Forgive me if I have failed to mention the really great film makers that made great all Black films that are our classics – true American classics – our jazz that flowed through the camera lens of our great film makers frame by frame. These old films are now deteriorating in tin cans on the shelves of a famous Black Museum.

    These films alone could be a reawakening of the ‘art of film making’. Again forgive me if I have failed to give your their names – the names of the our greats – actors film makers – costumes makers – writers poets stage actors – wake up Black film makers and actors and movie buffs. Forgive me if I have not dropped names — go and check for yourself it will mean much more to you. Tell your White friends to go and check also.

    The history of America – all of it including the movie history, the social history the political history – did not begin with the great influx of European immigrants or other immigrants that came to these shores. Understand Negro Black Americans are not immigrants our ancestors were forcibly bought to this country as slaves – not all of them – and we are their legacy. Our blood has become mixed over the years and our name has morphed but we are not immigrants and we are unashamedly and unapologetically Black, Brown, High Yellow, Light Bright and some damn near White – but all Black and Proud with a whole lot of movies to made. So independent writers, film makers and you Black entrepreneurs that have some cash – lets get busy – come together. Yo, home girl – Ms. Jackie Taylor-Adams keep the flow – I am feeling you and the Griots.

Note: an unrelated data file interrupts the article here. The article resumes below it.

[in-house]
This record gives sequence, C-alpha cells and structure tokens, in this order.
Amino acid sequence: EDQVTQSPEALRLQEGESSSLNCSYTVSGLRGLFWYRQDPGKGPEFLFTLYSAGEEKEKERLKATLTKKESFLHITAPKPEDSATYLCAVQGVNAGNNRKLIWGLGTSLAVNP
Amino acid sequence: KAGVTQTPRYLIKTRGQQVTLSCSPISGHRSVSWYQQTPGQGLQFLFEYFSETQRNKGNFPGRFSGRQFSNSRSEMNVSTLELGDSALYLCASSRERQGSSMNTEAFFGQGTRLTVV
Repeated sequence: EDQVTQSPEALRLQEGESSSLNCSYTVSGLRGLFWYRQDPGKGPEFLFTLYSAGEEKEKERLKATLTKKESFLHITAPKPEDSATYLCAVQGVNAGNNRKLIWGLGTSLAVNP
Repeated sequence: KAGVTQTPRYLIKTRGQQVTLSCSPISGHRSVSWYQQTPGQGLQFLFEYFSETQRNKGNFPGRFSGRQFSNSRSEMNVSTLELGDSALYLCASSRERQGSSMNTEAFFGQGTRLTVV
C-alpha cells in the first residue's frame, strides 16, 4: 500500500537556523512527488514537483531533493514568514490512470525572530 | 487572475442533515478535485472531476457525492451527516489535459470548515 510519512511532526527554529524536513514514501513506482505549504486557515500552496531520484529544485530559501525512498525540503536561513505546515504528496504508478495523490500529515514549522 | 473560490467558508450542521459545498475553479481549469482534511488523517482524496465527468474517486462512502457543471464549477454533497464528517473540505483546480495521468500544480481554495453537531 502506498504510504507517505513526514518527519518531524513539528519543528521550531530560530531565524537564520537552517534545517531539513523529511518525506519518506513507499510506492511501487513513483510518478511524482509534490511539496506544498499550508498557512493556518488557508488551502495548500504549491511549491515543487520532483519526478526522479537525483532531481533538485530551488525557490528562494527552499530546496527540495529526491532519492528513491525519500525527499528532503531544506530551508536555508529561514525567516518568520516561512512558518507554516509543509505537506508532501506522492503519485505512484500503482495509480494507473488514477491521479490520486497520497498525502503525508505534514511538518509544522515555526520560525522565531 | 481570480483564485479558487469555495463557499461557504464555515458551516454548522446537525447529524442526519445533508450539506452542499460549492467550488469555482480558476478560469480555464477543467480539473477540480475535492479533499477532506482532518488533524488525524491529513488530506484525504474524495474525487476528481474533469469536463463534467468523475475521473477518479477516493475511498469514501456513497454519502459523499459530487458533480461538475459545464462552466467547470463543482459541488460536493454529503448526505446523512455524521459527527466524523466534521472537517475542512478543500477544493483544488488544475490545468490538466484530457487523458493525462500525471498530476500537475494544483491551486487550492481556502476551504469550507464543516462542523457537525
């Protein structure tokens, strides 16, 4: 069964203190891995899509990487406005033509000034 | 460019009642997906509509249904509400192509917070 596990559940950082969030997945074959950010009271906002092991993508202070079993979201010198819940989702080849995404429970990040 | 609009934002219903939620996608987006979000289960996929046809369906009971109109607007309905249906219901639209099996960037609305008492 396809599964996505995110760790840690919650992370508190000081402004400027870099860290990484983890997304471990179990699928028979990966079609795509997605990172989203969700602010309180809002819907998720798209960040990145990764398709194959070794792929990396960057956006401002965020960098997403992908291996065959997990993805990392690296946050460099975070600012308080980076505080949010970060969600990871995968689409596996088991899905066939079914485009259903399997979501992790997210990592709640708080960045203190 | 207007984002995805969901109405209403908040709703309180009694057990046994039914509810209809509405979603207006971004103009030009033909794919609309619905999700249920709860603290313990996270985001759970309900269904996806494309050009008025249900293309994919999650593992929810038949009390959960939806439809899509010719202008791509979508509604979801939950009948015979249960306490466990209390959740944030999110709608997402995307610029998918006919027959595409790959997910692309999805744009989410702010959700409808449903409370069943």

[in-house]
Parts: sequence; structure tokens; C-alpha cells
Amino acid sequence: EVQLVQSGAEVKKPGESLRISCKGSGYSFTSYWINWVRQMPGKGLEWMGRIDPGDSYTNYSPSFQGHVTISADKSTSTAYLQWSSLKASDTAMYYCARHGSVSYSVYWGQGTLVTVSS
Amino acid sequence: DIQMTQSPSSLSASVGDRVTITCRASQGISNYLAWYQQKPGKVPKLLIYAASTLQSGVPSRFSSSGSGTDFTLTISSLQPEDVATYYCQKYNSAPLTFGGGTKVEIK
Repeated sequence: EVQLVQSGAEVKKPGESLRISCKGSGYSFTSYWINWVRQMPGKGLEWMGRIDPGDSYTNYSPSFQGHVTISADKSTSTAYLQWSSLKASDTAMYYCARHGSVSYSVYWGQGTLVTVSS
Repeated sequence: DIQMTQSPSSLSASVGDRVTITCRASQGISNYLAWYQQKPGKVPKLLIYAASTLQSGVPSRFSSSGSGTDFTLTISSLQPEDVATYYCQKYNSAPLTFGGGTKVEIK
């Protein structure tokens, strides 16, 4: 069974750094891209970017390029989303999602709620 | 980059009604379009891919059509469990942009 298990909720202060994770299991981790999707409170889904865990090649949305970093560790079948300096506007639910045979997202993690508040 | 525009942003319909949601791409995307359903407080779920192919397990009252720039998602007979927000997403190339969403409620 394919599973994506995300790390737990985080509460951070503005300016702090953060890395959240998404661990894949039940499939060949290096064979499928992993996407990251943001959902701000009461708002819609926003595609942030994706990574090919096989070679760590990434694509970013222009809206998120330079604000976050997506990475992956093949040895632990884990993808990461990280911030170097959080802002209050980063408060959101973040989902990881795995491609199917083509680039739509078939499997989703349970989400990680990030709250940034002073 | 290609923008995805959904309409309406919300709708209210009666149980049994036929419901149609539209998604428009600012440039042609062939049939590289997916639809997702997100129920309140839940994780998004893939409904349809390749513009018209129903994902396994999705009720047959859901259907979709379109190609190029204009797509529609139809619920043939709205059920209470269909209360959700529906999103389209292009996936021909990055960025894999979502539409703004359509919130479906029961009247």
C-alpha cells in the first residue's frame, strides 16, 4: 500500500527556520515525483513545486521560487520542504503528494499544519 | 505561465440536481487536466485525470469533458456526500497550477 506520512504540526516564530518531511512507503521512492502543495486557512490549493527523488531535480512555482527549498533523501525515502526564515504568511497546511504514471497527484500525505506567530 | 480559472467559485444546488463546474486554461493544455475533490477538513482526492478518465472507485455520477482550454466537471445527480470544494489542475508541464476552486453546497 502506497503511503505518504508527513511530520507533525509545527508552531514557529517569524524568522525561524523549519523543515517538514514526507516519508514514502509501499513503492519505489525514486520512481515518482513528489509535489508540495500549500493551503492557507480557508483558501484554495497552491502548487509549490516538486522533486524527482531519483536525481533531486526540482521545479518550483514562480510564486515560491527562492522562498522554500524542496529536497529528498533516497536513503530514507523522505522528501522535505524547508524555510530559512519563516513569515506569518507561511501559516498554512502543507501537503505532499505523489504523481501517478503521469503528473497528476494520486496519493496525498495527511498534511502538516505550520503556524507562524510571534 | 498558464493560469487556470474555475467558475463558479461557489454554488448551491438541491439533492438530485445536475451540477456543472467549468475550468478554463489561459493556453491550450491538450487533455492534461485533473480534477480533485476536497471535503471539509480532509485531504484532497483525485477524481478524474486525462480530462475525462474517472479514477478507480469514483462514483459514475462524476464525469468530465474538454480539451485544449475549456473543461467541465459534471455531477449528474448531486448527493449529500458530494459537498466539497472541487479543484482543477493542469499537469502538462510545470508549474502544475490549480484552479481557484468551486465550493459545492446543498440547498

Peace, Power & Blessings.